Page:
In the background of all these restoration plans looms the lingering question of the rebuilding of the Yuanmingyuan imperial garden complex, and although proposals surface at intervals in the mainstream press, for the moment rebuilding the Yuanmingyuan is off the agenda: The often unauthorised efforts of a group of "conservation" activists to rebuild the once fabulous park in its entirety were again thwarted in late March 2005 when an "ecological disaster" in the making was exposed in the local media. A plan to install an impermeable layer of poly sheeting at the bottom of the lakes in the Yuanmingyuan was halted only after the plastic was already in position. Ecologists pointed out that the plastic covering would reduce natural water flow, turn the lakes into stagnant pools and adversely affect Beijing's water table and underwater water resources.
Beijing's efforts to restore its major ancient buildings are not matched by the ability or willingness to preserve the look and feel of the old city created by its winding hutong alleys and siheyuan courtyard houses. Traditional vernacular housing is included only grudgingly in the city's conservation plan, largely to placate critics of the massive destruction of traditional siheyuan courtyard housing that took place over the past decade. In 1990 Beijing undertook a massive demolition of courtyard housing within the old city - a 62.5-square-kilometre area inside the Second Ring Road - where the city wall, moat and gates once were. About 40 per cent of the old city area was leveled by 2002. Concerned that the old Beijing would be totally lost, conservationists contacted journalists and lobbied bureaucrats, but progress in formulating and implementing heritage plans addressing traditional housing was slow, while development accelerated. For residents of courtyard houses property rights are ill-defined, and this is part of the problem. Most residents of ramshackle subdivided courtyard houses dubbed zayuan are happy to be compensated with new housing, however grand the courtyard house may once have been. It was perhaps only in reaction to journalists' questions at a press conference that a spokesman for the Beijing municipal government hastily announced on 16 July 2003 that it had selected 200 siheyuan for preservation. This was after the Beijing Administration of Cultural Heritage spent a year investigating 132 city areas earmarked for demolition and identified a "first batch" of 539 courtyards for preservation. In its 13 August 2003 issue, China Daily reporters Yu Nan and Jia Heping followed up the progress made on the protection of Beijing's traditional courtyard housing and their report on the ongoing destruction of old Beijing makes depressing reading. Learning that a plate designating "Courtyard House #1" now hangs by the gate of a siheyuan at no. 39, Dongsi 12th Lane, China Daily reporters determined to learn the whereabouts of "Courtyard House #2" and the other 198 on the list of 200 selected siheyuan. However, no official from Beijing's municipal bureaux of cultural heritage and city planning could provide them with this information.
Progress in conservation has been slow. In February 2004 the Ministry of Construction implemented a system of "purple lines" that city planners will incorporate into all maps to designate areas in which preservation efforts will be made. However, this is no more than a precautionary delineation of potential protection areas with no regulatory force. Planners in Beijing already use "red lines" to highlight areas where public infrastructure facilities are located and "green lines" to denote green belt areas.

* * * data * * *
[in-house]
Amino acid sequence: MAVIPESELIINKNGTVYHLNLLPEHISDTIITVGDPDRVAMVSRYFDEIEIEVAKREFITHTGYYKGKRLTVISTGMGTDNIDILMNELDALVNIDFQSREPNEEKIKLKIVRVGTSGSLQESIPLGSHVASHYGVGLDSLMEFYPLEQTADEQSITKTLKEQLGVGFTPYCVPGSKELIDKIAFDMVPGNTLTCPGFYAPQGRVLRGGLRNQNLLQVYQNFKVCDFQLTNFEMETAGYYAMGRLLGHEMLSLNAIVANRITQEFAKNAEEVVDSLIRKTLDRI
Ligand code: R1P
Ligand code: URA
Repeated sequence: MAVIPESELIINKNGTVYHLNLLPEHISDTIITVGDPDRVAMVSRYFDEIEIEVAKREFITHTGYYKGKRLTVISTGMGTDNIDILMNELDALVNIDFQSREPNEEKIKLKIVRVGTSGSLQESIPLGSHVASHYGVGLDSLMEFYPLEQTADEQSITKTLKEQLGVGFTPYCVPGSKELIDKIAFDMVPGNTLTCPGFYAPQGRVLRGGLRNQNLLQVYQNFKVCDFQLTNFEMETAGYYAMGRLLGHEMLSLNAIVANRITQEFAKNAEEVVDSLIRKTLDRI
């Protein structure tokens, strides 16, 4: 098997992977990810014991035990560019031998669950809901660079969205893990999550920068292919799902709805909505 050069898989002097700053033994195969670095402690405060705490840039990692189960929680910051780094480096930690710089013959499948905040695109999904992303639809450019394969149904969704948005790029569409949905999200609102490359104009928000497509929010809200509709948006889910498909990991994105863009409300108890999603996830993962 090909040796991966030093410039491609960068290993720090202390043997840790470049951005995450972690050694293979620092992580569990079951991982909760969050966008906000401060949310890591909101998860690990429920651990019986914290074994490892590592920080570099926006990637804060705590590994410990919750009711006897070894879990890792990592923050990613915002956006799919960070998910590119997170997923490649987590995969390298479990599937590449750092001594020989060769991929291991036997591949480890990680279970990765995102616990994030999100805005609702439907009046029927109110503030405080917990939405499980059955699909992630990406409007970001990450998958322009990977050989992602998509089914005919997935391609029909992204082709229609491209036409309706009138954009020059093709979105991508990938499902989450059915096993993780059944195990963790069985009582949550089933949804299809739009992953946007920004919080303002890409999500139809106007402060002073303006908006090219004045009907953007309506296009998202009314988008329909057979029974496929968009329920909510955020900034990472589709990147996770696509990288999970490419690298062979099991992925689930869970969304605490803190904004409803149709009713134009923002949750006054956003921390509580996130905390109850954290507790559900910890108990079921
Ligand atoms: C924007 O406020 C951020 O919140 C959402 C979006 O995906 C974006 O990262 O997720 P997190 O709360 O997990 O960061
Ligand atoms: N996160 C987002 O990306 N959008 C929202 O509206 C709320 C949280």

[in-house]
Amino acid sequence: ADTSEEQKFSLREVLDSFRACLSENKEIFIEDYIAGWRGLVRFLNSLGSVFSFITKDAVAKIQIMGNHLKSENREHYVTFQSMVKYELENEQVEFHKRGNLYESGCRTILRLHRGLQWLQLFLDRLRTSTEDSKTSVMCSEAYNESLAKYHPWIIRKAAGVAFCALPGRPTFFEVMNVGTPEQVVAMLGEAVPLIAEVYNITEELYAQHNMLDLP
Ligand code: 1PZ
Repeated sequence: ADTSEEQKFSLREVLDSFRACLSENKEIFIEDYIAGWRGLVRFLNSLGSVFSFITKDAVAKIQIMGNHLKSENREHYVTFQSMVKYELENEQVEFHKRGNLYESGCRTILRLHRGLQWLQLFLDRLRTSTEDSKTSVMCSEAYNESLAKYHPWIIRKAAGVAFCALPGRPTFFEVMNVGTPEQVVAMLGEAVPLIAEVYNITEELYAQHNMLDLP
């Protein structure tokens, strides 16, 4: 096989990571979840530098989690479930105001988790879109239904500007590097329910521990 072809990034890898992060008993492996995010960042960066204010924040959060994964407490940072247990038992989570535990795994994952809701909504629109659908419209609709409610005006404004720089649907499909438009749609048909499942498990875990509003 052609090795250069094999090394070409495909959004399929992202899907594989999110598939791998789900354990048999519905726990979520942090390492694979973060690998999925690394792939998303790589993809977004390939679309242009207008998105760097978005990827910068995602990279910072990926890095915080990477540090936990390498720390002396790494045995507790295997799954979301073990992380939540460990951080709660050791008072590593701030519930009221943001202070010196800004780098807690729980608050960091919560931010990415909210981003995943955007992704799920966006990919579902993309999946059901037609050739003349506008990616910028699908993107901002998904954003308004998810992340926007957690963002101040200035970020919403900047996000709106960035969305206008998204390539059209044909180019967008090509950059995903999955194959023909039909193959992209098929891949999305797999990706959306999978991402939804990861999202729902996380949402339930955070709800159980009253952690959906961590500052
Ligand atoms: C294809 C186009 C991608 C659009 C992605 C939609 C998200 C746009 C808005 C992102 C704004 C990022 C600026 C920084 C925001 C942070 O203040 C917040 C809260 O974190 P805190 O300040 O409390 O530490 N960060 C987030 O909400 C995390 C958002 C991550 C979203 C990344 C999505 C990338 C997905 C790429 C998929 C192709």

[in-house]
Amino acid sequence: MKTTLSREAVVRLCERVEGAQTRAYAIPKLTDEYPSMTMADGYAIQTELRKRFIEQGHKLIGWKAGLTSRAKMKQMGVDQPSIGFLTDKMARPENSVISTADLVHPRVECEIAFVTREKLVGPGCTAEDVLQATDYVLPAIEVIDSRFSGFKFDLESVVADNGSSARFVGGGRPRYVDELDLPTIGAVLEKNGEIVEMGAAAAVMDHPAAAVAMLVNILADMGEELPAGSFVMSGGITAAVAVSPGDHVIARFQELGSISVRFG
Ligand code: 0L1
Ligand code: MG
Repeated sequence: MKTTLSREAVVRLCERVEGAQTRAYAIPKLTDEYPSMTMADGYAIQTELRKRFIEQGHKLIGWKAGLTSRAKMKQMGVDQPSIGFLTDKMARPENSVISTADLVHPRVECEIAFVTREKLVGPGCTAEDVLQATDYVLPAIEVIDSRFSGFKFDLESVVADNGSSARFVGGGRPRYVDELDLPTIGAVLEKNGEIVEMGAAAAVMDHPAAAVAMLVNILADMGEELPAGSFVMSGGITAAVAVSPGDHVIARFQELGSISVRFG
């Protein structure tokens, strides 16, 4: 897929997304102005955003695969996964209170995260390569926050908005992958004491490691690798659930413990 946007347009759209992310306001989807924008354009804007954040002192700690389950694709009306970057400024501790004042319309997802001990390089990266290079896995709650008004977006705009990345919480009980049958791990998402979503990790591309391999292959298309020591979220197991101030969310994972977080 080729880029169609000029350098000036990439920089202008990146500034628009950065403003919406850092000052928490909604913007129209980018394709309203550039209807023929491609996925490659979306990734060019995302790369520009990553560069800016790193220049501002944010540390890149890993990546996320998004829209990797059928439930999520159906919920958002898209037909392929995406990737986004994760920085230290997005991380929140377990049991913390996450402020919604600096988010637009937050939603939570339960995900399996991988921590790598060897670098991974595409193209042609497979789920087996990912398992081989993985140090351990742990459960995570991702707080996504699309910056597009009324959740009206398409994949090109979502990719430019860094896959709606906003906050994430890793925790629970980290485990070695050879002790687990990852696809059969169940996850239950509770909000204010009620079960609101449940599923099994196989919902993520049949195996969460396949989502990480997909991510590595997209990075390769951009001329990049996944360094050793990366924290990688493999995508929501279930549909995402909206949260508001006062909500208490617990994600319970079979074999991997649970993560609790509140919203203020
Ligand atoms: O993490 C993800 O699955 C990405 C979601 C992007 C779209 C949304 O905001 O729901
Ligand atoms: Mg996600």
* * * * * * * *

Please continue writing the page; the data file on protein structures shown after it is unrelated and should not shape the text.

In May 2004 Beijing's Administration of Cultural Heritage announced that the traditional names of places in Beijing will be soon be added to the historical and cultural protection list. This is fundamentally no more than an archival move. In August 2004, its director, Mei Ninghua acknowledged that the 3,000-year-old city is facing a dilemma safeguarding its cultural heritage presented by urban development. He stressed that the restoration and upgrading of facilities in courtyard housing would cost as much as 40,000 yuan (US$4,800) per sq m. This is roughly five times the cost to the general public of a new apartment in this area. This was also virtually an acknowledgment of defeat.
A number of residents, including foreigners, have been photographing and documenting the old hutong alleys and siheyuan houses before they fall prey to the wrecker's ball. Beijing had a total of 458 hutong alleys in the early Ming dynasty and 978 hutong in the Qing dynasty. A total of 6,000 alleys existed in Beijing when the PRC was founded in 1949, and 1,330 of them were then designated "hutong". The seeds of the problem go back to the 1950s when the property of landlords was confiscated and the ownership of siheyuan passed into an area of grey uncertainty, where in many cases it still remains. The peculiar nature of title and the exorbitant cost of inner city land prevent the government from adopting European approaches to the preservation of traditional housing, and mean that it is impossible for Beijing to have old and new cities as is the case in many European urban centres. In 2004, a further 250,000 sq m of old housing belonging to 20,000 households was demolished, which means a lot more hutong disappeared. It was only in late 2004 that the Beijing government announced that a total of 539 siheyuan courtyards are under local government protection, demonstrating that a second batch of siheyuan houses had probably been selected for preservation. In future, the history of Beijing's courtyard houses and alleys will be found in the records of the Beijing Local Archives Compiling Committee.